I had the pleasure to speak with my Civic Tech Sister Yulia Razmetaeva from East Ukraine as part of a Civic Tech Series. Yulia is the head of the new Center for Law, Ethics and Digital Technologies in Kharkiv.
Yulia Razmetaeva: Hello! The project The Future of the Digital World, launched by the Center for Law, Ethics and Digital Technologies at Yaroslav Mudryi National Law University, is on air! I’m Yulia Razmetaeva, and today’s talk is dedicated to the topic of civic tech. Our guest, Clarisse Schroeder, works in the public sector, specializing in digital transformation. She is also a board member of OffeneKommunen.NRW, a non-profit organization promoting Open Government in North Rhine-Westphalia. Clarisse, I give you the floor!
Clarisse Schroeder: I believe that digitization, especially in the public sector, has no future if we don’t include Civic Tech. IT and all that goes with it – the transformation in our processes, but also in our culture, in our way to communicate – brings such a deep change to society that we cannot leave this topic to specialists alone. We need specialists in all different areas of information technology, but we also need dilettantes! A dilettantic view on these innovative topics is so necessary because we don’t want anybody to be left behind. So who is in a better position to design solutions than the civic society?
The big challenge is to integrate this huge potential of civic tech. What factors make the common good of IT work for everybody?
How could we involve dilettantes in civic tech?
By reducing the barriers to entry. For example, I am a digital migrant, I had my first computer when I was 23. My personal story went how things should work: everybody should be able to participate, that is: find open information, open data, open specification of our IT systems and infrastructure, but also be able to co-create and co-design.
And that is not just that the government calls: “We have a problem. Which start-up can give us the best solution?” It is that the civic society says: “We have a problem, we find a solution, and we develop problem and solution in an agile way together.”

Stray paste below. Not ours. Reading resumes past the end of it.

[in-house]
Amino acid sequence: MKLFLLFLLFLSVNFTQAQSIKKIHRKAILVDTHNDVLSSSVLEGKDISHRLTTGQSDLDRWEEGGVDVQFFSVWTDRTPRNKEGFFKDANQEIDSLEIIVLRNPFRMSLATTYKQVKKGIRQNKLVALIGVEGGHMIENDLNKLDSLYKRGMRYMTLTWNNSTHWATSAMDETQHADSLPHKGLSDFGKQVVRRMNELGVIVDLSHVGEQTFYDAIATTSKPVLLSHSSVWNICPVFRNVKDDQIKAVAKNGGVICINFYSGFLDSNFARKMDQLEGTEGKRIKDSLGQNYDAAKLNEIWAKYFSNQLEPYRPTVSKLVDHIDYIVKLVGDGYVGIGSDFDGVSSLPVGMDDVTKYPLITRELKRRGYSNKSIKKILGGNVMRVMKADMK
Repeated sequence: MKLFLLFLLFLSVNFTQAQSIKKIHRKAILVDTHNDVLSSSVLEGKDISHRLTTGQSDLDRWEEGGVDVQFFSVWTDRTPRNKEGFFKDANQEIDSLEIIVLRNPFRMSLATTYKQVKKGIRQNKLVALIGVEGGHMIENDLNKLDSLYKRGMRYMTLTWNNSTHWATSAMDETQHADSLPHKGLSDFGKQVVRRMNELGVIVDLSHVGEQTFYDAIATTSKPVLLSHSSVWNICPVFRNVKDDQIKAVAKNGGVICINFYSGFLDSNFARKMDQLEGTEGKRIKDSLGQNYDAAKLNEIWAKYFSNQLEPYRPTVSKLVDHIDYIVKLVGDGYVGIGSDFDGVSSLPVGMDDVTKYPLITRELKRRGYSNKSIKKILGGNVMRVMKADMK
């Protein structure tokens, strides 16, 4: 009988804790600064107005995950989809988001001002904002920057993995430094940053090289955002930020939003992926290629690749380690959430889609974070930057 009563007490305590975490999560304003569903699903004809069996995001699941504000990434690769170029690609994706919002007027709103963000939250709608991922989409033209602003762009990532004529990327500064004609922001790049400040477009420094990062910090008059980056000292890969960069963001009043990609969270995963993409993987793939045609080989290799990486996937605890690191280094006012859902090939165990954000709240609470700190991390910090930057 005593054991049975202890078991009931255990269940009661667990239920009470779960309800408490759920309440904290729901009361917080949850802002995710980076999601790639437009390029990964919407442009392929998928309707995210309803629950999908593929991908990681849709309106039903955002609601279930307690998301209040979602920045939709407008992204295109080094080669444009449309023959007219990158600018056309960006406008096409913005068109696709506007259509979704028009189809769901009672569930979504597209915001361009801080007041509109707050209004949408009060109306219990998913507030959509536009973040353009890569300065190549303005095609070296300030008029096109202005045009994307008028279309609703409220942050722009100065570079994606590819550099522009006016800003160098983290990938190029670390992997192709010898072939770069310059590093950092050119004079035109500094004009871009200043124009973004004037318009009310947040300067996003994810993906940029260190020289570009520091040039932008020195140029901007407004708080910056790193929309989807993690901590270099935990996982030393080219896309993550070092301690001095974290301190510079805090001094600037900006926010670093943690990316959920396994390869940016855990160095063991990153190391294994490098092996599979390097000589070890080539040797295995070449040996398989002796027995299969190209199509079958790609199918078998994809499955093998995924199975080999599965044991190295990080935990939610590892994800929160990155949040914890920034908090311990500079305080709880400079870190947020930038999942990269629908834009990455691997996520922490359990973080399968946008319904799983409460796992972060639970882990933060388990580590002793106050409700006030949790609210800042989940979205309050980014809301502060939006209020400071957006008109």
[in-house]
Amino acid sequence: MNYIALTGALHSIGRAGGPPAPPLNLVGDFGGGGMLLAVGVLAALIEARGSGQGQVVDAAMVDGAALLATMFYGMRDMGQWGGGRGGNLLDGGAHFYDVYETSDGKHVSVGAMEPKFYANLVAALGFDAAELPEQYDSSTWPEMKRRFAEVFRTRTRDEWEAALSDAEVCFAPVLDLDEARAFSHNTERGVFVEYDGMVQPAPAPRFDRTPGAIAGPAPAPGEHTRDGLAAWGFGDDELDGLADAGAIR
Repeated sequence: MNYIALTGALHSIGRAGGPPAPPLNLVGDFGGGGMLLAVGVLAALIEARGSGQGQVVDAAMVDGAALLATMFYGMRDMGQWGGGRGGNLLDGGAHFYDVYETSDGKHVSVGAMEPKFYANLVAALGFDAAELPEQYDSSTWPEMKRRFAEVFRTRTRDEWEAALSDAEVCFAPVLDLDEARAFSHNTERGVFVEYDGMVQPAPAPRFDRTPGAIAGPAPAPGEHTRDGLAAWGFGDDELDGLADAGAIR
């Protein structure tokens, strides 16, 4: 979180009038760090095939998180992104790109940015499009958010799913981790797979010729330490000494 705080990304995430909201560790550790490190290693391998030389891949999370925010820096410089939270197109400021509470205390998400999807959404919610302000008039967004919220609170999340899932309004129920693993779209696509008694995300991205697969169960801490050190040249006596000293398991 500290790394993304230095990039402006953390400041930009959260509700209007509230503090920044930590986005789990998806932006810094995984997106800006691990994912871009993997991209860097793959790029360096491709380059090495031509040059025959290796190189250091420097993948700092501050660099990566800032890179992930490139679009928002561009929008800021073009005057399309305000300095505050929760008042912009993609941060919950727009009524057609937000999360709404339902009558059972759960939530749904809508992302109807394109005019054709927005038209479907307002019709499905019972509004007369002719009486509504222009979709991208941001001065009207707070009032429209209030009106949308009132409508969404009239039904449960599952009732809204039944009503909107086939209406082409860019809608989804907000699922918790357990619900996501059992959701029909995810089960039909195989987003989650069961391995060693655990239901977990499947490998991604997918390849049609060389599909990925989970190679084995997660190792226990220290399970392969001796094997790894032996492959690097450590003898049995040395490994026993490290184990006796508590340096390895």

So most civic tech projects were initiated by the civic society?
At least from what I know. There is funding. There are also governmental projects that promote civic tech. For example the project where we got to know each other. But the actual topics that are dealt with are really something that is just in the air, perhaps low-hanging fruits because there is data on specific topics, so it is relatively easy to create solutions based upon this data or other technical factors.
What is the biggest advantage of Civic Tech Projects?
The biggest advantage is that everybody can participate by consuming and using without barriers such as pay walls. In civic tech, everybody can bring in their needs and requirements for the further development of the solutions and the whole ecosystem. Civic tech is a means to fight the digital divide.
The digital divide is a big problem. I see some new forms of digital divide, for instance the gender gap. We call it the gender digital gap. One last question: how do you see the future of civic tech?
What makes me optimistic is that open source is on the rise. I regularly get press releases of entire administrations implementing open source. Open source means involving the civic society. Also, civic tech is well organized. We have very good structures. We find the time necessary, even though most of us work full-time and have other challenges in their lives. We are talking about a lot of time spent voluntarily without any remuneration involved. But since the cause is so rewarding, more and more very talented people of all ages and colors join civic tech. Civic tech is more than one movement. It is a whole range – some are more into open data, others are into radios, or journalism, and so forth. The network of civic tech is very strong and international, we help each other, that makes me optimistic.
I couldn’t agree more, one example being our Civic Tech Sisters network.
Absolutely. Yulia and I, we are part of the Civic Tech Sisters. Our goal is to empower women entering the field of civic tech. And of course we are not restricted to women but anybody interested in entering civic tech or with a specific question. We are a network and we are there for everybody who wants to join.
This gives us hope for our future with technology.